How many should you order? A scout, on average, will sell 10 to 20 cards average. Ambitious or motivating Scouts will sell more once they see the personal benefit. My unit usually average 20 per youth with 2/3 selling. Keep in mind there is the opportunity to place supplemental orders, so do not over-order.
And now, WHY to sell Camp Cards? As for any businessman, it comes down to numbers. Although Crossroads of America Council is entering its fourth year of the program, nationally, BSA Camp Cards have been sold since 2007. According to a BSA National meeting presentation on Camp Cards, success stories include:
- 26,500 Youth in Orlando, Florida, in their 4th year of sales, sold $1,100,000 in Camp Cards.
- In a smaller market, 7,100 youth in Griffin, Georgia sold $280,000 in Camp Cards.
- Closer to home, 16,100 Scouts in Louisville, KY sold $450,000 in their 3rd year of sales.
- In our council, in the first year of sales, 185 units sold 27,119 cards generating $135,593 in retail sales, or 67,797.50 for the units and an equal amount for the Council. The second year, 258 units sold 34,336 cards for $171,680, split equally for $85,840 for units and for the Council. Last year, sales continued to grow, with 287 units selling 43,620 for $218,100, earning $109,050 for units and for the Council.
- Even closer to home, in the first year of card sales, one Troop in North Star sold $2,490 in cards, with the top seller earning about $125 towards summer camp. One North Star Pack sold $2,175, or $1,087.50 added to their summer camp budget.
So sales continue to climb. Can we hit $300,000 this year?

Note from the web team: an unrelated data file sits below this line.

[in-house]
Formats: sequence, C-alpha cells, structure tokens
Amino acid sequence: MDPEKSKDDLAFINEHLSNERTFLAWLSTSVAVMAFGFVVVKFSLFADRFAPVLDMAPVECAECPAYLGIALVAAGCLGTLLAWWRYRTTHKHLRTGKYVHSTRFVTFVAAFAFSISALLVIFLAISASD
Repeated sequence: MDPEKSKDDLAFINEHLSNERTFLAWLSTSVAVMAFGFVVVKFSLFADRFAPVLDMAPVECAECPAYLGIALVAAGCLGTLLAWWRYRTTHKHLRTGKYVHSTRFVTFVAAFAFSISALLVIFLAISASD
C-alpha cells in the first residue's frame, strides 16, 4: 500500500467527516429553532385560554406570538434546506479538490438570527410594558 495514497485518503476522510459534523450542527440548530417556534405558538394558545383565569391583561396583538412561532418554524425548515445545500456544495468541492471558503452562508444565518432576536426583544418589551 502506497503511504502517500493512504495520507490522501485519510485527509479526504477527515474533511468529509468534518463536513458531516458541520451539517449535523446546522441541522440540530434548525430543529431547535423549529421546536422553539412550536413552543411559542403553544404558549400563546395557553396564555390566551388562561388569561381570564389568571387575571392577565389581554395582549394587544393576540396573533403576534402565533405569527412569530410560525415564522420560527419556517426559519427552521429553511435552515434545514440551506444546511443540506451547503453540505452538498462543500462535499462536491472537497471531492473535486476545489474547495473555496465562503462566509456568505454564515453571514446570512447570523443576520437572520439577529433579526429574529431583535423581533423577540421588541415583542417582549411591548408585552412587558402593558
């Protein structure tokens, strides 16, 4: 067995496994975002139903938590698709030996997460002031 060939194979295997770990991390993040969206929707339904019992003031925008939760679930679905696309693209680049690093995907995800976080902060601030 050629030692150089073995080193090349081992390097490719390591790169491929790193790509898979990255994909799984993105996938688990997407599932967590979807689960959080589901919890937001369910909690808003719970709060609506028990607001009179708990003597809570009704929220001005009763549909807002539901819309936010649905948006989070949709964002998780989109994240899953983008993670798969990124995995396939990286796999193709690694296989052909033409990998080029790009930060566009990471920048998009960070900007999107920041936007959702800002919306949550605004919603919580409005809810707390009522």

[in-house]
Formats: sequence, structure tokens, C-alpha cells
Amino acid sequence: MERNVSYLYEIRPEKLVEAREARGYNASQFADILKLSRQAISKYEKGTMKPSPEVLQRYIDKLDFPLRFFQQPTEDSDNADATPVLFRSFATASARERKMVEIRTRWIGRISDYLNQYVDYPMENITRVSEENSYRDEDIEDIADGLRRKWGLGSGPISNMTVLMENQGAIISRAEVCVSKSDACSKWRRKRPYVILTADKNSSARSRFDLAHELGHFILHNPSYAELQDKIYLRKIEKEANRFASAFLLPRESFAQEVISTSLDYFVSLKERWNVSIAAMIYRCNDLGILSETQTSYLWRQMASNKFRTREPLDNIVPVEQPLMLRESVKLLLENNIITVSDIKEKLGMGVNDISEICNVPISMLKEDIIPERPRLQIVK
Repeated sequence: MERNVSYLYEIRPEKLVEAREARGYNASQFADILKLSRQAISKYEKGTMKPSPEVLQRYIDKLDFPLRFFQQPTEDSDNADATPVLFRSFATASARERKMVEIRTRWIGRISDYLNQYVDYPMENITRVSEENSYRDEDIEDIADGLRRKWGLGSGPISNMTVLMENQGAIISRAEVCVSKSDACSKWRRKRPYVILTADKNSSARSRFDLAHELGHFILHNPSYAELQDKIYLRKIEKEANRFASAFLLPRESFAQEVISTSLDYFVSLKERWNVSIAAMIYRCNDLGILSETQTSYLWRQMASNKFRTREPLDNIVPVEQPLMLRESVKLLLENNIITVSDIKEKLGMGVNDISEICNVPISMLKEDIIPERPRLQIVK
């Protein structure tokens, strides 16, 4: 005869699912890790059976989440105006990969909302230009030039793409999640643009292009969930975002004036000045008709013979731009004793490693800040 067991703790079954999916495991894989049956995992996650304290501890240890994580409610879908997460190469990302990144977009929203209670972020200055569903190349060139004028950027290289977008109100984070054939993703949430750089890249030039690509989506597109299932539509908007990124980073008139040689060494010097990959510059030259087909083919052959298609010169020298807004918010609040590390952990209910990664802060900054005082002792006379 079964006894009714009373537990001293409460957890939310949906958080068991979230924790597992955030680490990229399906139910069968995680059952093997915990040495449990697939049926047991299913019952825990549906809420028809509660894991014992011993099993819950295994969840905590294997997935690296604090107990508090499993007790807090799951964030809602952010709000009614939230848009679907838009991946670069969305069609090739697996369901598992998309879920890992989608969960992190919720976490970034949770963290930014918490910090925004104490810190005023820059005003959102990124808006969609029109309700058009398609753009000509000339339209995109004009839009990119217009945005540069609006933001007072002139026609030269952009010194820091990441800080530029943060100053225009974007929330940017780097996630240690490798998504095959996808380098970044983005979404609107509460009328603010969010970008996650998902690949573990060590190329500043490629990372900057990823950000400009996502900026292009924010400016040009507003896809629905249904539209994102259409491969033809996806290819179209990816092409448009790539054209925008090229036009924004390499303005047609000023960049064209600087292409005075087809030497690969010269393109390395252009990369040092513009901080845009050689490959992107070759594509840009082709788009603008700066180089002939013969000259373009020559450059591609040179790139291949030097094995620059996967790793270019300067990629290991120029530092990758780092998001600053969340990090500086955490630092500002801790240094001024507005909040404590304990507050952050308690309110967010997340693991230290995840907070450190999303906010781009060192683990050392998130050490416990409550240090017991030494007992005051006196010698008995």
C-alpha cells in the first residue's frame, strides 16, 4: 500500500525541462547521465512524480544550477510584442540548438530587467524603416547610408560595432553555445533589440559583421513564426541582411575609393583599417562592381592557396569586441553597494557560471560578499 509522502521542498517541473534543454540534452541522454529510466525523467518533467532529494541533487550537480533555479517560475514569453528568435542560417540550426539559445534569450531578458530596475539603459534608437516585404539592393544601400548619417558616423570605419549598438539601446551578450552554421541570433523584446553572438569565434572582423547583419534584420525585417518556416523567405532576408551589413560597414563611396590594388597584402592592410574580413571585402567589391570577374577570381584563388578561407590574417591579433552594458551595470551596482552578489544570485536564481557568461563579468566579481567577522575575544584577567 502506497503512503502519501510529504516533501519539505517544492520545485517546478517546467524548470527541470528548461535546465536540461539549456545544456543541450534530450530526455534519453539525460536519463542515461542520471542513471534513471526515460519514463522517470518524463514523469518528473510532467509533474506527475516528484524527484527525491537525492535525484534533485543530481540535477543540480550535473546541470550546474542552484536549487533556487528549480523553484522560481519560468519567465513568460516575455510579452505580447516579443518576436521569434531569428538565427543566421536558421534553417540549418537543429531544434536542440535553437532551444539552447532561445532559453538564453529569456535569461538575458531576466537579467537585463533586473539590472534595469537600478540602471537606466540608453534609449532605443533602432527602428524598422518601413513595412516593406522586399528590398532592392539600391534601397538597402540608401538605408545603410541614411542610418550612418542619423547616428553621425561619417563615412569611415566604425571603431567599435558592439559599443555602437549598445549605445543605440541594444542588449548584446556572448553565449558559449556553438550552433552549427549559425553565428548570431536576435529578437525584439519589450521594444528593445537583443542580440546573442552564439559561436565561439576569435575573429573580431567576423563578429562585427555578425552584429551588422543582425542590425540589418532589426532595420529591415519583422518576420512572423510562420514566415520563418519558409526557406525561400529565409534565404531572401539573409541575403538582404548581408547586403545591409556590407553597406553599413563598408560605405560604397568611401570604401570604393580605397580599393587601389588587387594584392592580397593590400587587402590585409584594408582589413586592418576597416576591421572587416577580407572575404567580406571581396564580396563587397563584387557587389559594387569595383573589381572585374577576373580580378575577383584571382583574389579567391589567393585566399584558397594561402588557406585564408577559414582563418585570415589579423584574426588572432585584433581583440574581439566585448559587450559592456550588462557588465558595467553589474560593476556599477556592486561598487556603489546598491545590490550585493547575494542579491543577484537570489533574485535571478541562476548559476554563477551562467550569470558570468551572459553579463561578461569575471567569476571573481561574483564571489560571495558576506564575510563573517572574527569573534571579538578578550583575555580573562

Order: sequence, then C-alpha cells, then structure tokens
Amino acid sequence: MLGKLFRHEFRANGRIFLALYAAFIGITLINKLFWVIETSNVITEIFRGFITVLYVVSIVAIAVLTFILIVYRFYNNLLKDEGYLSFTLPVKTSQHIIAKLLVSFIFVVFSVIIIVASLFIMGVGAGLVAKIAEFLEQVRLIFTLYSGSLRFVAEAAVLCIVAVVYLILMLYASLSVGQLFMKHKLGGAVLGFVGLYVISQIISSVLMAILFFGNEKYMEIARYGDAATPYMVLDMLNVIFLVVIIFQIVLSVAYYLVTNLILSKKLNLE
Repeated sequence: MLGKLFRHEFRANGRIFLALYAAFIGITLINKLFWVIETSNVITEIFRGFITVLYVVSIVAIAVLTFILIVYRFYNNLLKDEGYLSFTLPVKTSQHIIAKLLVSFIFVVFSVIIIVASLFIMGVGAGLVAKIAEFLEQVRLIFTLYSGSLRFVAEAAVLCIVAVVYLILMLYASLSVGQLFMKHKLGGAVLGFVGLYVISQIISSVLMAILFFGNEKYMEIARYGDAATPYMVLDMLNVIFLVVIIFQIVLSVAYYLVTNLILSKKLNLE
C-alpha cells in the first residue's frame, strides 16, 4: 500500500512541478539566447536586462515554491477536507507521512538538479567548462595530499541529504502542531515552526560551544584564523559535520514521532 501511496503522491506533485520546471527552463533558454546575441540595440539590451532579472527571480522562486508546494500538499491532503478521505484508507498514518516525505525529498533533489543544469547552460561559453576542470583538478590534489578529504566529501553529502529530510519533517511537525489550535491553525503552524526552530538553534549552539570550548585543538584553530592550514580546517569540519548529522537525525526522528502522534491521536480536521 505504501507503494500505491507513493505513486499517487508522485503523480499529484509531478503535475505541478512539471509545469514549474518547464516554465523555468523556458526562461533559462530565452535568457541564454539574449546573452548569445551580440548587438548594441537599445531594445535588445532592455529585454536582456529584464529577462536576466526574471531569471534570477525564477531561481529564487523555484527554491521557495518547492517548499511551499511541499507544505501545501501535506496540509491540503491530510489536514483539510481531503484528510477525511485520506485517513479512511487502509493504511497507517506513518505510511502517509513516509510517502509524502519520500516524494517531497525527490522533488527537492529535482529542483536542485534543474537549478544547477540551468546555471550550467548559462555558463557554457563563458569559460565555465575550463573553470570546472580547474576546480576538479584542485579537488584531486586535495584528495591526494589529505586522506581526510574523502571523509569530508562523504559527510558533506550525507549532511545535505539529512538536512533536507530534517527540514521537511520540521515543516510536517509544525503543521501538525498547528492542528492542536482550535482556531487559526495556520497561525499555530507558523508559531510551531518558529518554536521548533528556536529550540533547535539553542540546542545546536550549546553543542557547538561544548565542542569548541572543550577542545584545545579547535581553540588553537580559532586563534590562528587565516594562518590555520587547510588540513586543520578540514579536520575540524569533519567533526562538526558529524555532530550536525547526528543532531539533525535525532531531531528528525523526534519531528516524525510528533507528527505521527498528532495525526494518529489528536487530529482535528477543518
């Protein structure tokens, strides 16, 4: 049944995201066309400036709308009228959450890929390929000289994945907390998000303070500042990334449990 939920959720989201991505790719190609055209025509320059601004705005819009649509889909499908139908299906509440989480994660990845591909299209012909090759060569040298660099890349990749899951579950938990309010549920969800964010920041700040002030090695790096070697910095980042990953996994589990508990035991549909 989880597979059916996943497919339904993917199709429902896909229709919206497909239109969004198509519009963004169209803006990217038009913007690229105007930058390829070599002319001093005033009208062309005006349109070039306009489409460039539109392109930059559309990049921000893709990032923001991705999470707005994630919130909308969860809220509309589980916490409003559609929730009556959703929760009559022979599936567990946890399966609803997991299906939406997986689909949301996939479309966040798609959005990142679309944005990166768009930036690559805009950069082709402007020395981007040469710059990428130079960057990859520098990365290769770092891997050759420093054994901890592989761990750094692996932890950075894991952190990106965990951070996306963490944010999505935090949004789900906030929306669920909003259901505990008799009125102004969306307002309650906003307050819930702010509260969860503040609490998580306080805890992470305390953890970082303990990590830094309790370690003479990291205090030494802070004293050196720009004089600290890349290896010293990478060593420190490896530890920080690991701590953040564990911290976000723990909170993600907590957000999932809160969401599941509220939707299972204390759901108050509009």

What can Camp Cards do for your members? Camp Cards allow more youth to experience the great outdoors. They help to eliminate the financial barriers that may keep your members from attending camp, while the Scout learns the value of their efforts. They can teach Scouts personal responsibility and self-reliance. The Scouts learn money management, gain experience in sales, planning, and goal setting.
What do they do for your unit? They increase the community awareness of Scouting and of your unit. The increase Scout participation in unit activities. More Scouts having fun means more Scouts talking up Scouting to their schoolmates, increasing membership.
The program can also address important aspects of JTE. Financially, Camp Cards are a new source of income to build a stronger foundation for your unit. Membership wise, Camp Cards help to minimize financial barriers that may keep your members from participating, or even renewing their membership, thereby increasing member retention. And as a final example, for programming, Camp Cards provides the funds needed to increase summer camp participation and summer camping programs.
What do Camp Cards do for the Council? Camp Cards support Council programming, recruit new members, provides resources for at-risk youth programs, leader training, direct program support to Charter Organizations, and maintain the outstanding camping facilities your Scouts enjoy.
A Win for Scouting all around.
Questions? Email me at Troop343Popcorn@yahoo.com.
The second fundraiser of the year sponsored by the Council is Camp Card sales.
Returning for another year as our District Camp Card Sales Chair is Andrew Himebaugh of Troop 343, chartered by Pike Township Fire Department.
In order to begin selling promptly on March 1st, you need to make sure that you place your order with Andrew on or before February 12th.